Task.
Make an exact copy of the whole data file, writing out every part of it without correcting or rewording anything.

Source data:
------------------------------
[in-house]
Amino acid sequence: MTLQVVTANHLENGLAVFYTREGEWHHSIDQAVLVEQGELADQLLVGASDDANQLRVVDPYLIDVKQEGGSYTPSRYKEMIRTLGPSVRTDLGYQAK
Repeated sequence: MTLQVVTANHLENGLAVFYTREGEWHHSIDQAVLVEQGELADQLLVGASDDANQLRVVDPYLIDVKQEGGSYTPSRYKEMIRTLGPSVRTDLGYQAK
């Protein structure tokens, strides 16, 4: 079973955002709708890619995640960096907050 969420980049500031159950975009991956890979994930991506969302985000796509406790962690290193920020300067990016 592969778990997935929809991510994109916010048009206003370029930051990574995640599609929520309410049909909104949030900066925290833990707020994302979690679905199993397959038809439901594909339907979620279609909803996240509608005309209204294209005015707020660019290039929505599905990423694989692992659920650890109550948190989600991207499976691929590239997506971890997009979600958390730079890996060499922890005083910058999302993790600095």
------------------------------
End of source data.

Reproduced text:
[in-house]
Amino acid sequence: MTLQVVTANHLENGLAVFYTREGEWHHSIDQAVLVEQGELADQLLVGASDDANQLRVVDPYLIDVKQEGGSYTPSRYKEMIRTLGPSVRTDLGYQAK
Repeated sequence: MTLQVVTANHLENGLAVFYTREGEWHHSIDQAVLVEQGELADQLLVGASDDANQLRVVDPYLIDVKQEGGSYTPSRYKEMIRTLGPSVRTDLGYQAK
């Protein structure tokens, strides 16, 4: 079973955002709708890619995640960096907050 969420980049500031159950975009991956890979994930991506969302985000796509406790962690290193920020300067990016 592969778990997935929809991510994109916010048009206003370029930051990574995640599609929520309410049909909104949030900066925290833990707020994302979690679905199993397959038809439901594909339907979620279609909803996240509608005309209204294209005015707020660019290039929505599905990423694989692992659920650890109550948190989600991207499976691929590239997506971890997009979600958390730079890996060499922890005083910058999302993790600095």